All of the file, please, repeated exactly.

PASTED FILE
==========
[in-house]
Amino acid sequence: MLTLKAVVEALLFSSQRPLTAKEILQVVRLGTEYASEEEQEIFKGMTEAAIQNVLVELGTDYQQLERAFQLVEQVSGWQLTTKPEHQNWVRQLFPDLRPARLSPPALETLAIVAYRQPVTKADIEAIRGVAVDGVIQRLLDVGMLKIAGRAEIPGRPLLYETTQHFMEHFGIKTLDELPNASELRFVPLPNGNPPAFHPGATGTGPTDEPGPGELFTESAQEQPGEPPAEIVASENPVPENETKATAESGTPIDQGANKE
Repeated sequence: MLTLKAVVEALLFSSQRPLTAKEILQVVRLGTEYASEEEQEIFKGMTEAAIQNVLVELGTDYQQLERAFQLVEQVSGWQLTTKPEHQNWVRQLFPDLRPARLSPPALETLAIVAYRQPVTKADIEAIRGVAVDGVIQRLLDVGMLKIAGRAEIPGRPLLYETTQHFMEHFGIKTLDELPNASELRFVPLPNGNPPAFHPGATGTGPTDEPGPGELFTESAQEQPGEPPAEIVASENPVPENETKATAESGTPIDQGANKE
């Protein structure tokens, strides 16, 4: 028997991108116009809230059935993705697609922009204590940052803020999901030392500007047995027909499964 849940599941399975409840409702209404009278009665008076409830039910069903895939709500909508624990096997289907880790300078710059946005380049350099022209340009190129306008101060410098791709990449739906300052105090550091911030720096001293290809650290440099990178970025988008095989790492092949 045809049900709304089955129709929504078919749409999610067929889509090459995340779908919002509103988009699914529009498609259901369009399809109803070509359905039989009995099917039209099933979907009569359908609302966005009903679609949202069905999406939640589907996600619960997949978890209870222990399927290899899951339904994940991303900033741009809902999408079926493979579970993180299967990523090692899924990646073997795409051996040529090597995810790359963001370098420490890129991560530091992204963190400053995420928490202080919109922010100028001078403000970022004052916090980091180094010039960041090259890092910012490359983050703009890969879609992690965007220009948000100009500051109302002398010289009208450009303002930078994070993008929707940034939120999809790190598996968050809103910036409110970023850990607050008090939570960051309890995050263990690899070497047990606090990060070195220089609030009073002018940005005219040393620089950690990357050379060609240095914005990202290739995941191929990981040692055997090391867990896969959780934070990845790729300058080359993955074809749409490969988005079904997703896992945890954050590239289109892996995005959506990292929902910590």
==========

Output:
[in-house]
Amino acid sequence: MLTLKAVVEALLFSSQRPLTAKEILQVVRLGTEYASEEEQEIFKGMTEAAIQNVLVELGTDYQQLERAFQLVEQVSGWQLTTKPEHQNWVRQLFPDLRPARLSPPALETLAIVAYRQPVTKADIEAIRGVAVDGVIQRLLDVGMLKIAGRAEIPGRPLLYETTQHFMEHFGIKTLDELPNASELRFVPLPNGNPPAFHPGATGTGPTDEPGPGELFTESAQEQPGEPPAEIVASENPVPENETKATAESGTPIDQGANKE
Repeated sequence: MLTLKAVVEALLFSSQRPLTAKEILQVVRLGTEYASEEEQEIFKGMTEAAIQNVLVELGTDYQQLERAFQLVEQVSGWQLTTKPEHQNWVRQLFPDLRPARLSPPALETLAIVAYRQPVTKADIEAIRGVAVDGVIQRLLDVGMLKIAGRAEIPGRPLLYETTQHFMEHFGIKTLDELPNASELRFVPLPNGNPPAFHPGATGTGPTDEPGPGELFTESAQEQPGEPPAEIVASENPVPENETKATAESGTPIDQGANKE
């Protein structure tokens, strides 16, 4: 028997991108116009809230059935993705697609922009204590940052803020999901030392500007047995027909499964 849940599941399975409840409702209404009278009665008076409830039910069903895939709500909508624990096997289907880790300078710059946005380049350099022209340009190129306008101060410098791709990449739906300052105090550091911030720096001293290809650290440099990178970025988008095989790492092949 045809049900709304089955129709929504078919749409999610067929889509090459995340779908919002509103988009699914529009498609259901369009399809109803070509359905039989009995099917039209099933979907009569359908609302966005009903679609949202069905999406939640589907996600619960997949978890209870222990399927290899899951339904994940991303900033741009809902999408079926493979579970993180299967990523090692899924990646073997795409051996040529090597995810790359963001370098420490890129991560530091992204963190400053995420928490202080919109922010100028001078403000970022004052916090980091180094010039960041090259890092910012490359983050703009890969879609992690965007220009948000100009500051109302002398010289009208450009303002930078994070993008929707940034939120999809790190598996968050809103910036409110970023850990607050008090939570960051309890995050263990690899070497047990606090990060070195220089609030009073002018940005005219040393620089950690990357050379060609240095914005990202290739995941191929990981040692055997090391867990896969959780934070990845790729300058080359993955074809749409490969988005079904997703896992945890954050590239289109892996995005959506990292929902910590």